2017 ORS 18.936¹
Bid by judgment creditor

(1) A judgment creditor that requested issuance of a writ of execution may make oral bids for property to be sold at an execution sale. If the oral bid of the judgment creditor is the highest bid, the judgment creditor need not make any payment to the sheriff other than for:

(a) Any unpaid sheriff’s fees for the execution sale;

(b) The amount of an exemption that the debtor claims and that the judgment creditor agrees to or that a court has determined applies to the property; and

(c) Any amount that the judgment creditor bids that:

(A) Exceeds the full amount, calculated as of the date of the execution sale, that is owing on the money award, for a judgment that includes a money award, plus the costs of the sale as described in ORS 18.950 (Delivery and distribution of proceeds) (2) that the judgment creditor paid; or

(B) Exceeds the amount declared in the judgment, calculated as of the date of the execution sale, for a judgment that directs the sale of specific real or personal property, plus the costs of the sale as described in ORS 18.950 (Delivery and distribution of proceeds) (2) that the judgment creditor paid.

(2)(a) A judgment creditor that requested issuance of a writ of execution may submit a written bid for property to be sold in an execution sale before the sale is conducted.

(b) A bid under paragraph (a) of this subsection may not be for more than:

(A) The full amount, calculated as of the date of the execution sale, that is owing on the money award, for a judgment that includes a money award, plus the costs of the sale that the judgment creditor may recover as provided in ORS 18.950 (Delivery and distribution of proceeds) (2); or

(B) The amount declared in the judgment, calculated as of the date of the execution sale, for a judgment that directs the sale of specific real or personal property, plus the costs of the sale that the judgment creditor may recover as provided in ORS 18.950 (Delivery and distribution of proceeds) (2).

(c) The sheriff must receive a bid under this subsection not less than 48 hours before the sale is conducted. The sheriff may rely on the judgment creditor’s calculation of the amount due under the money award or the amount declared in the judgment and for the costs of sale. The sheriff is not required to make a separate calculation. If the written bid of the judgment creditor is the highest bid, the judgment creditor need not make any payment to the sheriff other than for:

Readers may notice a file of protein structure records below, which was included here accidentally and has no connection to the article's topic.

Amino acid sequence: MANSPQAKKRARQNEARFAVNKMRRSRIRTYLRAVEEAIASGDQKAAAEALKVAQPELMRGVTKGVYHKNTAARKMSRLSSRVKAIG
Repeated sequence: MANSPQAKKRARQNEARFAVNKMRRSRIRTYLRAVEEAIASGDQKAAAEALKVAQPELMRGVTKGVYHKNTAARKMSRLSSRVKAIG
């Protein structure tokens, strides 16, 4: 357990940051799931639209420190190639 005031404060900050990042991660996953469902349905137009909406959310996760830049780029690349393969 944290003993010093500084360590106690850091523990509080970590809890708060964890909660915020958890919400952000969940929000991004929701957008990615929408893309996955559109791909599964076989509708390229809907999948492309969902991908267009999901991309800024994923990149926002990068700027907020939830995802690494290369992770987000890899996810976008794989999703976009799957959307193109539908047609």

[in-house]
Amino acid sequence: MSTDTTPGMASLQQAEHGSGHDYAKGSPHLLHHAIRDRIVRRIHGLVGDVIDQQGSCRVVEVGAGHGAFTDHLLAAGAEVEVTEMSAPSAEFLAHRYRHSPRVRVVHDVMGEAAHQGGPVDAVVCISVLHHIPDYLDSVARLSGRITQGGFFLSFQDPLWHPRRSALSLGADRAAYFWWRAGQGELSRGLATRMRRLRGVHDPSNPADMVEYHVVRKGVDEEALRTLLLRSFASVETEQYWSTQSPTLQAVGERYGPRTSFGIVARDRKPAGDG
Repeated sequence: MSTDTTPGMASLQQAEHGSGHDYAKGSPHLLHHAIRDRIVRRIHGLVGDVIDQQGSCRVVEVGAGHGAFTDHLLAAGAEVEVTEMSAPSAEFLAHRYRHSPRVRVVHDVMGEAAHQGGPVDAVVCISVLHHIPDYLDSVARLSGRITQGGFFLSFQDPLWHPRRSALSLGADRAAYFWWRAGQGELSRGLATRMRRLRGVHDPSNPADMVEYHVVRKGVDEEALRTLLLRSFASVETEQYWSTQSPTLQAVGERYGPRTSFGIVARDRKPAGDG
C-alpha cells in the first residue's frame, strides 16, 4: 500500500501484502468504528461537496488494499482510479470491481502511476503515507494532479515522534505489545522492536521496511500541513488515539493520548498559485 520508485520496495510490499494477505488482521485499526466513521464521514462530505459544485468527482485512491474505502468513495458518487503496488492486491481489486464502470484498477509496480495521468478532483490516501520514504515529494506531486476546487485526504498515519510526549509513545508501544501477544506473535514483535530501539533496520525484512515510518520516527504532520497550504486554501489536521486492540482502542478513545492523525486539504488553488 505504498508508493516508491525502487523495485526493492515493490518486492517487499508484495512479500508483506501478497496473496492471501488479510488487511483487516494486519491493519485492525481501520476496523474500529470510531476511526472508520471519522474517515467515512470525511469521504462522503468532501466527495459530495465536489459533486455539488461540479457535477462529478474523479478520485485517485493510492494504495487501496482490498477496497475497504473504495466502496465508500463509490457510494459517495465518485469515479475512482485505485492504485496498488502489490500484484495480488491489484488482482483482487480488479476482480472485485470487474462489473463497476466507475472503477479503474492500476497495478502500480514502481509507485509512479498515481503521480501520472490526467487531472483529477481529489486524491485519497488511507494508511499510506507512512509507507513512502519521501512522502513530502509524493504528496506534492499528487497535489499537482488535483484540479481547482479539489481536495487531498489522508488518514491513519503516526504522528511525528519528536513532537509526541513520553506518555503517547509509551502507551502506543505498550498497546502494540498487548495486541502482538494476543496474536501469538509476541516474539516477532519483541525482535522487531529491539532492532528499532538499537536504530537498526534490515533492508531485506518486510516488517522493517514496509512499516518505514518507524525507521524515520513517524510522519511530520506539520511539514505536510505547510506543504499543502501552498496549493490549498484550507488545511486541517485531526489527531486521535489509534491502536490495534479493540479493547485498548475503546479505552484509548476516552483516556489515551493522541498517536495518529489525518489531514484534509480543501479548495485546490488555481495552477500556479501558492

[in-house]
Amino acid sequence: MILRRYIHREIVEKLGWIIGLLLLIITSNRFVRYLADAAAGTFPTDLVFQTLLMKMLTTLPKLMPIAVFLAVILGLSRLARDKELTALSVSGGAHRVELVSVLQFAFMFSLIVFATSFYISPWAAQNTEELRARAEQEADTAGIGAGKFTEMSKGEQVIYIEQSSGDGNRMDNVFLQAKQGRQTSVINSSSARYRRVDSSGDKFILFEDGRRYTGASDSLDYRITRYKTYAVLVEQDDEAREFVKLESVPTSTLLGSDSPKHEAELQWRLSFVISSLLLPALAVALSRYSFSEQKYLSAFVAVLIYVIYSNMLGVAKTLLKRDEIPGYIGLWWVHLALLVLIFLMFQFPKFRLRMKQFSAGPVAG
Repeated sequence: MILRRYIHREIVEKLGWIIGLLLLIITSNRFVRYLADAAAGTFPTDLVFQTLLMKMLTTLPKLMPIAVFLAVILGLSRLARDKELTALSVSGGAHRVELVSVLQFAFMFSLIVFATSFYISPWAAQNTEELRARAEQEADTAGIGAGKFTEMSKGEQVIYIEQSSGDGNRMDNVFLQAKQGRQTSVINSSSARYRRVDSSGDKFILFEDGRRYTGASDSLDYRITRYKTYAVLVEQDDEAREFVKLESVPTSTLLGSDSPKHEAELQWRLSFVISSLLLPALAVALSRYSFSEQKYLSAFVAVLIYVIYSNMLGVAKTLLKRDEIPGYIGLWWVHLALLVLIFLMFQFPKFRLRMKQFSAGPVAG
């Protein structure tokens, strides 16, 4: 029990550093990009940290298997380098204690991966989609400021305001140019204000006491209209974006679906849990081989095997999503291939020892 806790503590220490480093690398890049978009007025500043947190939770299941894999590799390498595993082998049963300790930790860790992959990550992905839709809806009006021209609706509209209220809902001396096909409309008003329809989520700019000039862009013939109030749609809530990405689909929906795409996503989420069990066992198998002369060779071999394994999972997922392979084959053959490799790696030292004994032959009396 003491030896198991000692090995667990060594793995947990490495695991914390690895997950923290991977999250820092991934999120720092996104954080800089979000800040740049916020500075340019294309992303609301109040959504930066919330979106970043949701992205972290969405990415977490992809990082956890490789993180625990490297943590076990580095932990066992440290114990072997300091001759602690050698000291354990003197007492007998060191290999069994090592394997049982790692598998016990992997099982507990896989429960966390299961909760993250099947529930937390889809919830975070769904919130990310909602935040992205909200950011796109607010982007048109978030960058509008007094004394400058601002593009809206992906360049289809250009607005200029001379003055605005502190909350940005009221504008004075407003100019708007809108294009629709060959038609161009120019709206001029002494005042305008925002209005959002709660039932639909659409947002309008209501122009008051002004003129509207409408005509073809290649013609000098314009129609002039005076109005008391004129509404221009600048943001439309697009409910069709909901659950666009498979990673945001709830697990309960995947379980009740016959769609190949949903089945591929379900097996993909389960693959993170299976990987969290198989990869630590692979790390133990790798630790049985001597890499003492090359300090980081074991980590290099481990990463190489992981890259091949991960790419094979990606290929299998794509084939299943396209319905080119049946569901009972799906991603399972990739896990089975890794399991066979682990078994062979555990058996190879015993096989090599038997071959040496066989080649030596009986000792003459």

(A) Any unpaid sheriff’s fees for the execution sale; and

(B) The amount of an exemption that the debtor claims and that the judgment creditor agrees to or that a court has determined applies to the property.

(3) A judgment creditor that makes a bid under subsection (2) of this section may instruct the sheriff to accept any bid that matches the amount of the judgment creditor’s bid.

(4) A written bid under subsection (2) of this section is irrevocable, but the judgment creditor that submits the written bid may make an oral bid at the time of the sale that is higher than the written bid.

(5) A judgment creditor that makes a bid under this section must notify the sheriff of any amounts included in the bid that are attributable to costs of sale under ORS 18.950 (Delivery and distribution of proceeds) (2). [2005 c.542 §28; 2007 c.166 §7; 2011 c.195 §16; 2015 c.291 §2]

Chapter 18

Notes of Decisions

If terms used by trial court suffice to convey court’s concluding decision or decisions, and if terms are set forth in docu­ment properly titled as judg­ment, then judg­ment docu­ment contains judg­ment. Interstate Roofing, Inc. v. Springfield Corp., 347 Or 144, 218 P3d 113 (2009)

1 Legislative Counsel Committee, CHAPTER 18—Judgments, https://­www.­oregonlegislature.­gov/­bills_laws/­ors/­ors018.­html (2017) (last ac­cessed Mar. 30, 2018).
 
2 Legislative Counsel Committee, Annotations to the Oregon Revised Stat­utes, Cumulative Supplement - 2017, Chapter 18, https://­www.­oregonlegislature.­gov/­bills_laws/­ors/­ano018.­html (2017) (last ac­cessed Mar. 30, 2018).
 
3 OregonLaws.org assembles these lists by analyzing references between Sections. Each listed item refers back to the current Section in its own text. The result reveals relationships in the code that may not have otherwise been apparent.